Patients who suffered from SLE were diagnosed based on the American College of Rheumatology (ACR) 1997 revised criteria [15]. Healthy persons were included according to the normal physical examination standard in this hospital. All the experimental procedures in this study were approved by the ethics committee from the Third Xiangya Hospital Central South University, and informed consent and approval of patients were obtained from all the enrolled patients.

The SLE tissue samples were collected at the time of surgery, snap-frozen in liquid nitrogen, and then stored at −80°C. For peripheral blood B-cell isolation, 5 mL of peripheral blood was labeled with 50 μL of anti-human CD20 antibody supplemented with colloidal paramagnetic microbeads (Miltenyi Bio, Germany) [16]. Isolated B cells with purity of >95% were assessed by flow cytometry [17].

2.2. Real-Time- (RT-) PCR Analysis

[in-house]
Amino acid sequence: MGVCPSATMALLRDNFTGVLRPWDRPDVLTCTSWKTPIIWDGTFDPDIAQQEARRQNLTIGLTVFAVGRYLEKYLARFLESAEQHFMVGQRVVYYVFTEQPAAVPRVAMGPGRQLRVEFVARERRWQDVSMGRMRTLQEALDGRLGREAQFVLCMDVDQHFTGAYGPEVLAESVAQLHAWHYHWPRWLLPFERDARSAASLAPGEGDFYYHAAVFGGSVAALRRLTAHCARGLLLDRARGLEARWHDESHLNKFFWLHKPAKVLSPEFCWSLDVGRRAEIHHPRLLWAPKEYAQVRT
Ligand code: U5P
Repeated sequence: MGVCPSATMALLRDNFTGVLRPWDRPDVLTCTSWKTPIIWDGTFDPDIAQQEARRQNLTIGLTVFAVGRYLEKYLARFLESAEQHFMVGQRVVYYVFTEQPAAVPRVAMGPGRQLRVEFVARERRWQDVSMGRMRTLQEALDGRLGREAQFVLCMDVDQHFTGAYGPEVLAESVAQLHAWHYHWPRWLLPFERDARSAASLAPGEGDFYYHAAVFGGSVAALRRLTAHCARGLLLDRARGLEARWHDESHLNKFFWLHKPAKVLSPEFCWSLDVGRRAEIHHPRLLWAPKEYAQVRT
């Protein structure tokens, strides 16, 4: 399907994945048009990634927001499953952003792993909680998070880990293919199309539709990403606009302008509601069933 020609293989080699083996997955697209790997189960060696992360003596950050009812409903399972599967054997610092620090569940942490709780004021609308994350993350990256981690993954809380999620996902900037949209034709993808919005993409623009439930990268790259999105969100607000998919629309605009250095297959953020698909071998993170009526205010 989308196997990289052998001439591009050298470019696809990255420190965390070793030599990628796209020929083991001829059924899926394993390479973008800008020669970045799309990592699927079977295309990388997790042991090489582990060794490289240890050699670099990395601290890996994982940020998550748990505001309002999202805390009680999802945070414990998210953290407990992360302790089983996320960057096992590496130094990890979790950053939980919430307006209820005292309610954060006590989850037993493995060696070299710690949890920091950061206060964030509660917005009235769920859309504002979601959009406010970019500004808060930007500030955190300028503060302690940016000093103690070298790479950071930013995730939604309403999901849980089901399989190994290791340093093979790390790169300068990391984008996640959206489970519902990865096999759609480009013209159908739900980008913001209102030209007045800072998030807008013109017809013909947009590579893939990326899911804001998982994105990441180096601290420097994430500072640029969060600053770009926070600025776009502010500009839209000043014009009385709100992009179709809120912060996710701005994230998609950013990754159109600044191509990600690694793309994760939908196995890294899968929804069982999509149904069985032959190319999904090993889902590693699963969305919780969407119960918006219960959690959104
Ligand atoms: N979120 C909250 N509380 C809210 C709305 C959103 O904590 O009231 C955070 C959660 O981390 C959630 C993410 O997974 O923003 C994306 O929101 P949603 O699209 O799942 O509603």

TLR9 mRNA expression in B cells from SLE patients or healthy persons was detected as previously described [18]. Briefly, B cells isolated from different human skin tissues were grinded in cell lysis buffer and then washed with PBS buffer for 3 times. Total RNA from B cells was extracted using Trizol extraction reagent (Invitrogen, USA) according to manufacturer’s protocol [19], and then RNase-free Dnase I (Sangon, Shanghai, China) was added to mixtures to remove DNA. The concentration and purity of isolated RNA were measured using SMA4000 UV-VIS (Merinton, Shanghai, China) at the wavelength of 260 nm. The purified RNA (0.5 μg/μL) was used for cDNA synthesis with the PrimerScript 1st Strand cDNA Synthesis Kit (Invitrogen, USA). Expressions of mRNAs were detected using SYBR green-based quantitative RT-PCR (Invitrogen, USA). The total reaction system (20 μL volume) containing 1 μL cDNA from the above PCR, 10 μL SYBR Premix EX Taq, 1 μL each of the primers (10 μM), and 7 μL ddH2O. PCR reaction was carried out at 50°C for 2 min and 95°C for 10 min followed by 40 cycles of 95°C for 15 s and 60°C for 1 min. Melting curve analysis of amplification products was performed at the end of each PCR to confirm that only one product was amplified and detected. In addition, β-actin was chosen as the internal control. Primers used for targets amplification were shown as follows: TLR9 sense primer: 5′-ATGGGTTTCTGCCGC-3′, antisense primer: 5′-GGACGCCGTAGAGAAG-3′; Foxp3 sense primer: “CTCAAGCACTGCCAGGCGGAC”, and antisense primer: “CAGCGGATGAGCGTGGCGTAGG”; β-actin sense primer: 5′-GGACTTCGAGCAAGAGATG-3′, antisense primer: 5′-ACATGCGGTTGTGTCACGA-3′. In addition, TLR9 antibody (Invitrogen, USA) was labeled with fluorescein isothiocyanate (FITC), and CD20 antibody labeled B cells were used to determine the expression of TLR9 in B cells as previously described [14].